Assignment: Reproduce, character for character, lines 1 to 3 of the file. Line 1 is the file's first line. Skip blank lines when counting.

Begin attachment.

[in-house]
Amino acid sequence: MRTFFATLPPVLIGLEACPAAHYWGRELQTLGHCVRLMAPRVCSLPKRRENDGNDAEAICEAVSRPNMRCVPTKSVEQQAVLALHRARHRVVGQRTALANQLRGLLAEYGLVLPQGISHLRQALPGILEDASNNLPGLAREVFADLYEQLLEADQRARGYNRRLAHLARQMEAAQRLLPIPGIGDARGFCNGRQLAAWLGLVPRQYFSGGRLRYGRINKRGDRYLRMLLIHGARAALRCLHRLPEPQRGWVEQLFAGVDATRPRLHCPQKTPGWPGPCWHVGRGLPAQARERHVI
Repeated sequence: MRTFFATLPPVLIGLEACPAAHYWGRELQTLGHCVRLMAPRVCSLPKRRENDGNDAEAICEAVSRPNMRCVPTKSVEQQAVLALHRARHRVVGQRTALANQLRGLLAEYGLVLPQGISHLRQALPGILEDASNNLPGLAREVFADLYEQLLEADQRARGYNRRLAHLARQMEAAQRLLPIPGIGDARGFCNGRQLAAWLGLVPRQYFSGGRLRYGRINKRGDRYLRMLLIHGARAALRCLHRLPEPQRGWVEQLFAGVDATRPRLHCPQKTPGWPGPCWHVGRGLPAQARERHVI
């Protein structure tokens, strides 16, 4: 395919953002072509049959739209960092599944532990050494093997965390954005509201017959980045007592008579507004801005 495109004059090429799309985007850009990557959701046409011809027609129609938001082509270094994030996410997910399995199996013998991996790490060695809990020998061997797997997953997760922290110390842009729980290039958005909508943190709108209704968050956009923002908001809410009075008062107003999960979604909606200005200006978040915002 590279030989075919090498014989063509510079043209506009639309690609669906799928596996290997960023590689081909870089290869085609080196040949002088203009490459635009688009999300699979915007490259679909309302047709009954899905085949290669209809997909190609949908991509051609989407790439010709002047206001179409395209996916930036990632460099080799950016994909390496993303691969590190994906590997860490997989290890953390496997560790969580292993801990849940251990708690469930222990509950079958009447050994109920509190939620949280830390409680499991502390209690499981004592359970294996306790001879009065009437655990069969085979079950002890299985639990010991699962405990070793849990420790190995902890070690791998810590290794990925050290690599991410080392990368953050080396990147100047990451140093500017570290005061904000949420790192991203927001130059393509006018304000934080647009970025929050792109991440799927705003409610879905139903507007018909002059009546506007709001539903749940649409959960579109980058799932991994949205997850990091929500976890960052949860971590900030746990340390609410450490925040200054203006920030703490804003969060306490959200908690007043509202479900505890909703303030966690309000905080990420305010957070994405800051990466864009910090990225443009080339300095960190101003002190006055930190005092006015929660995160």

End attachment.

[in-house]
Amino acid sequence: MRTFFATLPPVLIGLEACPAAHYWGRELQTLGHCVRLMAPRVCSLPKRRENDGNDAEAICEAVSRPNMRCVPTKSVEQQAVLALHRARHRVVGQRTALANQLRGLLAEYGLVLPQGISHLRQALPGILEDASNNLPGLAREVFADLYEQLLEADQRARGYNRRLAHLARQMEAAQRLLPIPGIGDARGFCNGRQLAAWLGLVPRQYFSGGRLRYGRINKRGDRYLRMLLIHGARAALRCLHRLPEPQRGWVEQLFAGVDATRPRLHCPQKTPGWPGPCWHVGRGLPAQARERHVI
Repeated sequence: MRTFFATLPPVLIGLEACPAAHYWGRELQTLGHCVRLMAPRVCSLPKRRENDGNDAEAICEAVSRPNMRCVPTKSVEQQAVLALHRARHRVVGQRTALANQLRGLLAEYGLVLPQGISHLRQALPGILEDASNNLPGLAREVFADLYEQLLEADQRARGYNRRLAHLARQMEAAQRLLPIPGIGDARGFCNGRQLAAWLGLVPRQYFSGGRLRYGRINKRGDRYLRMLLIHGARAALRCLHRLPEPQRGWVEQLFAGVDATRPRLHCPQKTPGWPGPCWHVGRGLPAQARERHVI